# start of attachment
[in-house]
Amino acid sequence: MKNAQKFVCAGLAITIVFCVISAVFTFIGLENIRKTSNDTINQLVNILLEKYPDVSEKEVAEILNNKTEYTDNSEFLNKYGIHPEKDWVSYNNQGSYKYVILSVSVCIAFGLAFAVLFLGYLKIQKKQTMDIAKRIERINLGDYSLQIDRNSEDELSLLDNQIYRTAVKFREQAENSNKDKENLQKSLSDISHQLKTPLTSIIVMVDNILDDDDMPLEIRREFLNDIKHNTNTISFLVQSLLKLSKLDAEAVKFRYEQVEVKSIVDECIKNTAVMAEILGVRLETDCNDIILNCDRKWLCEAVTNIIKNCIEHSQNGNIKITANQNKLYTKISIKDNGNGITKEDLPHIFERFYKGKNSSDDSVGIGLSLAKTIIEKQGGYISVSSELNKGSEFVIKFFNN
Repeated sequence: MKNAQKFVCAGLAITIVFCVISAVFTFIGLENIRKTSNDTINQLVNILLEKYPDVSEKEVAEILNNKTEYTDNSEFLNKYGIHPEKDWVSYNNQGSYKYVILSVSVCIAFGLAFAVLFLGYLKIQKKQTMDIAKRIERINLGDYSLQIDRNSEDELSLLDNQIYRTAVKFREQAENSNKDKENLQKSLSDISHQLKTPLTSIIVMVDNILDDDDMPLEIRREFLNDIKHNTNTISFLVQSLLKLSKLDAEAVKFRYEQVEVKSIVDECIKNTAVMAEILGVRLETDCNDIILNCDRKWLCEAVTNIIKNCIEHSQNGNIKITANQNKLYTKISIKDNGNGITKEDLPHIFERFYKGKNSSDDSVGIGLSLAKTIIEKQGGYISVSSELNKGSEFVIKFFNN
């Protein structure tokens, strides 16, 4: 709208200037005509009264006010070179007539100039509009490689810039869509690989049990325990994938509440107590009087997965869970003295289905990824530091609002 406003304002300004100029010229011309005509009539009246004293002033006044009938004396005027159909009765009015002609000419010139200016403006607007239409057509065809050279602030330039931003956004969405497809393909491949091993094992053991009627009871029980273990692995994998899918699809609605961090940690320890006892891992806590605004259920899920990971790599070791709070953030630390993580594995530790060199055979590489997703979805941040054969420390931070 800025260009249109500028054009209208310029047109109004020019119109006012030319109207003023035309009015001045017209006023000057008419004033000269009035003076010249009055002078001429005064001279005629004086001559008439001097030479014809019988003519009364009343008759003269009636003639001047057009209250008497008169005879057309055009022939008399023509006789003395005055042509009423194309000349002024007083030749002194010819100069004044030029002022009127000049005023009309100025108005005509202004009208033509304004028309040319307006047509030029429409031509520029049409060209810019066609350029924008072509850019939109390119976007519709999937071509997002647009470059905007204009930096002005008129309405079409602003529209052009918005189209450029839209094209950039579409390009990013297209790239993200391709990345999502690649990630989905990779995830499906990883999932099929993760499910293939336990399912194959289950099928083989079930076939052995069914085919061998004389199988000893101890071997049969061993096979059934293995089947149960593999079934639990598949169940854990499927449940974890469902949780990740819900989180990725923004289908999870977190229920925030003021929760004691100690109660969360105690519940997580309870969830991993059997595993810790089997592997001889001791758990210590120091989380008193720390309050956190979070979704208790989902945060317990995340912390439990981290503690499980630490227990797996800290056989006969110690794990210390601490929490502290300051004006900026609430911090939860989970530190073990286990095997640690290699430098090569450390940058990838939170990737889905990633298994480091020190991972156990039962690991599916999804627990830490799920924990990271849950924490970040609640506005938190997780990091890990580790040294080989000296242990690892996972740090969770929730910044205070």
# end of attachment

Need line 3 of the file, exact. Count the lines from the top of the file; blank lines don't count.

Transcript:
Repeated sequence: MKNAQKFVCAGLAITIVFCVISAVFTFIGLENIRKTSNDTINQLVNILLEKYPDVSEKEVAEILNNKTEYTDNSEFLNKYGIHPEKDWVSYNNQGSYKYVILSVSVCIAFGLAFAVLFLGYLKIQKKQTMDIAKRIERINLGDYSLQIDRNSEDELSLLDNQIYRTAVKFREQAENSNKDKENLQKSLSDISHQLKTPLTSIIVMVDNILDDDDMPLEIRREFLNDIKHNTNTISFLVQSLLKLSKLDAEAVKFRYEQVEVKSIVDECIKNTAVMAEILGVRLETDCNDIILNCDRKWLCEAVTNIIKNCIEHSQNGNIKITANQNKLYTKISIKDNGNGITKEDLPHIFERFYKGKNSSDDSVGIGLSLAKTIIEKQGGYISVSSELNKGSEFVIKFFNN